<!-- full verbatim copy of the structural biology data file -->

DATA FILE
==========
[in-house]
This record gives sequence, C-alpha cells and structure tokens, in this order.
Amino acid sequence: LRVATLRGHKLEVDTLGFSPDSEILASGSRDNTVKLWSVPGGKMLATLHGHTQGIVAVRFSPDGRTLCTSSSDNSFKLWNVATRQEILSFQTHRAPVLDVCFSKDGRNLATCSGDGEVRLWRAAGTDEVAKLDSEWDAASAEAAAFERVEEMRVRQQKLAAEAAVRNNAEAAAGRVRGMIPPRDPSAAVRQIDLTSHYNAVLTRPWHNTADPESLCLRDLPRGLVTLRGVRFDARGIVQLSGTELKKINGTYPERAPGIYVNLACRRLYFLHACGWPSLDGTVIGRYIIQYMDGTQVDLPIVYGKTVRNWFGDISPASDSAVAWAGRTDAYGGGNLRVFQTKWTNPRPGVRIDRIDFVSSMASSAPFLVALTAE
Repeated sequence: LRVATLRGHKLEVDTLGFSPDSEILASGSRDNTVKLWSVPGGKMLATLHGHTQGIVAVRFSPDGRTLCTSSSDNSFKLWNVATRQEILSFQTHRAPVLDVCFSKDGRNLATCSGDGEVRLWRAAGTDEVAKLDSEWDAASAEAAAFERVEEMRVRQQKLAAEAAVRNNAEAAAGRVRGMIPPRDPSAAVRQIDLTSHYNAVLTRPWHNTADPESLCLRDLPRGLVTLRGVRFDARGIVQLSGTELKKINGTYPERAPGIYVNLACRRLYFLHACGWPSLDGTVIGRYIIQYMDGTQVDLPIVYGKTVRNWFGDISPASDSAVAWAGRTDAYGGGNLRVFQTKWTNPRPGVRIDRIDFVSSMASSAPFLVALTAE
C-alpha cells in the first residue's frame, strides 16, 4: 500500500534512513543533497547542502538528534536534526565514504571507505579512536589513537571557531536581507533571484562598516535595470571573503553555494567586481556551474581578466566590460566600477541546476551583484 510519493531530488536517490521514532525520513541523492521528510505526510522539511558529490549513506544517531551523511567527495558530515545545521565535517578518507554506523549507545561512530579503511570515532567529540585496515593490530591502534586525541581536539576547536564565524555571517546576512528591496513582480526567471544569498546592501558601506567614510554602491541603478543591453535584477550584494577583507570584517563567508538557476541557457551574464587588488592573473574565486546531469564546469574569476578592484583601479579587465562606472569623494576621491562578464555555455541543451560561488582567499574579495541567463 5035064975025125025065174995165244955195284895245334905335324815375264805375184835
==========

[in-house]
This record gives sequence, C-alpha cells and structure tokens, in this order.
Amino acid sequence: LRVATLRGHKLEVDTLGFSPDSEILASGSRDNTVKLWSVPGGKMLATLHGHTQGIVAVRFSPDGRTLCTSSSDNSFKLWNVATRQEILSFQTHRAPVLDVCFSKDGRNLATCSGDGEVRLWRAAGTDEVAKLDSEWDAASAEAAAFERVEEMRVRQQKLAAEAAVRNNAEAAAGRVRGMIPPRDPSAAVRQIDLTSHYNAVLTRPWHNTADPESLCLRDLPRGLVTLRGVRFDARGIVQLSGTELKKINGTYPERAPGIYVNLACRRLYFLHACGWPSLDGTVIGRYIIQYMDGTQVDLPIVYGKTVRNWFGDISPASDSAVAWAGRTDAYGGGNLRVFQTKWTNPRPGVRIDRIDFVSSMASSAPFLVALTAE
Repeated sequence: LRVATLRGHKLEVDTLGFSPDSEILASGSRDNTVKLWSVPGGKMLATLHGHTQGIVAVRFSPDGRTLCTSSSDNSFKLWNVATRQEILSFQTHRAPVLDVCFSKDGRNLATCSGDGEVRLWRAAGTDEVAKLDSEWDAASAEAAAFERVEEMRVRQQKLAAEAAVRNNAEAAAGRVRGMIPPRDPSAAVRQIDLTSHYNAVLTRPWHNTADPESLCLRDLPRGLVTLRGVRFDARGIVQLSGTELKKINGTYPERAPGIYVNLACRRLYFLHACGWPSLDGTVIGRYIIQYMDGTQVDLPIVYGKTVRNWFGDISPASDSAVAWAGRTDAYGGGNLRVFQTKWTNPRPGVRIDRIDFVSSMASSAPFLVALTAE
C-alpha cells in the first residue's frame, strides 16, 4: 500500500534512513543533497547542502538528534536534526565514504571507505579512536589513537571557531536581507533571484562598516535595470571573503553555494567586481556551474581578466566590460566600477541546476551583484 510519493531530488536517490521514532525520513541523492521528510505526510522539511558529490549513506544517531551523511567527495558530515545545521565535517578518507554506523549507545561512530579503511570515532567529540585496515593490530591502534586525541581536539576547536564565524555571517546576512528591496513582480526567471544569498546592501558601506567614510554602491541603478543591453535584477550584494577583507570584517563567508538557476541557457551574464587588488592573473574565486546531469564546469574569476578592484583601479579587465562606472569623494576621491562578464555555455541543451560561488582567499574579495541567463 5035064975025125025065174995165244955195284895245334905335324815375264805375184835